Domestic and Global Contexts
Elgar Law and Entrepreneurship series
Edited by Lynda J. Oswald and Marisa Anne Pagnattaro
Chapter 1: The individual liability of corporate officers under patent and copyright law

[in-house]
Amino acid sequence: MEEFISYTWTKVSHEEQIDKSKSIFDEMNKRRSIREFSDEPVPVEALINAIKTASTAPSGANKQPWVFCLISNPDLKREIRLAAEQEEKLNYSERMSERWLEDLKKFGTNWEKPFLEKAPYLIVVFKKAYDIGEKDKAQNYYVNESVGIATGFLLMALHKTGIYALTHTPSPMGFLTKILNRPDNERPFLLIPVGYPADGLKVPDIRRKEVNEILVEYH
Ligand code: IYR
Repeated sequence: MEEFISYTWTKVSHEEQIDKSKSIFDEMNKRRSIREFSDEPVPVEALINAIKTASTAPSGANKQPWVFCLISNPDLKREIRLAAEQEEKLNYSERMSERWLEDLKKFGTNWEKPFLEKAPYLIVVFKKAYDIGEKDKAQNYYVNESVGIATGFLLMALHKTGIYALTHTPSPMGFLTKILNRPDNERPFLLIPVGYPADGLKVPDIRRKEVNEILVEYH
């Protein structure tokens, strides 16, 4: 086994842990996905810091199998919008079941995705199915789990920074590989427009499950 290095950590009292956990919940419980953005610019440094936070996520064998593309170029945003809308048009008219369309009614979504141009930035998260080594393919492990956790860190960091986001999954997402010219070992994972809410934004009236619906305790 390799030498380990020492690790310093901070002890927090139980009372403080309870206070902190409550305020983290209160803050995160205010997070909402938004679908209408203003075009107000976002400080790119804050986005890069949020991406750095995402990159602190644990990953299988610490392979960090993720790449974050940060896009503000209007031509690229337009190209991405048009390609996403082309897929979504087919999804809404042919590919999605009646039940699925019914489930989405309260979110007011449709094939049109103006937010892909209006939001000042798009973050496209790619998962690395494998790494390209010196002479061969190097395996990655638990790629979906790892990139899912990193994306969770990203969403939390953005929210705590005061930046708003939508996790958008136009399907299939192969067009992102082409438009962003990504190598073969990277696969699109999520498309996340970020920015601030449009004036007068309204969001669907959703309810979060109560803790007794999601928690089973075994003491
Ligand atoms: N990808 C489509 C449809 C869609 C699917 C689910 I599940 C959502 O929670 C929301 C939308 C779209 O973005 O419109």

The law encourages economic activity by limiting the personal liability of corporate owners through the corporate form. Not surprisingly, corporate officers are also concerned with personal liability. Unlike owners, officers do not participate to the full extent in the success of the corporation; correspondingly, they have little interest in assuming the risks. Imposition of officer liability should be fair, predictable, and further (rather than frustrate) important societal goals. Otherwise, corporate officers may be overcautious, make inefficient decisions, and forego economic activity that the corporate form was intended to encourage. Patent and copyright law share certain fundamental characteristics: both encourage invention and creation but also provide for the public interest. In addition, the infringement of a patent or a copyright is a tort. The critical implication of this characterization is that general principles of tort and agency law apply to such infringement – a point that has important ramifications for infringement rules and individual liability. However, corporate officer liability doctrines under both the Patent Act and Copyright Act diverge markedly from traditional corporate, agency, and tort doctrines. This chapter examines traditional corporate, agency, and tort law concepts that impose liability upon a corporate officer for his or her own wrongful acts, and agency rules of respondeat superior that impute that individual’s actions to the corporation. In the patent infringement arena, the U.S. Court of Appeals for the Federal Circuit (Federal Circuit) has deviated from traditional doctrine and inappropriately imposed liability upon corporate officers through a distorted application of piercing doctrine.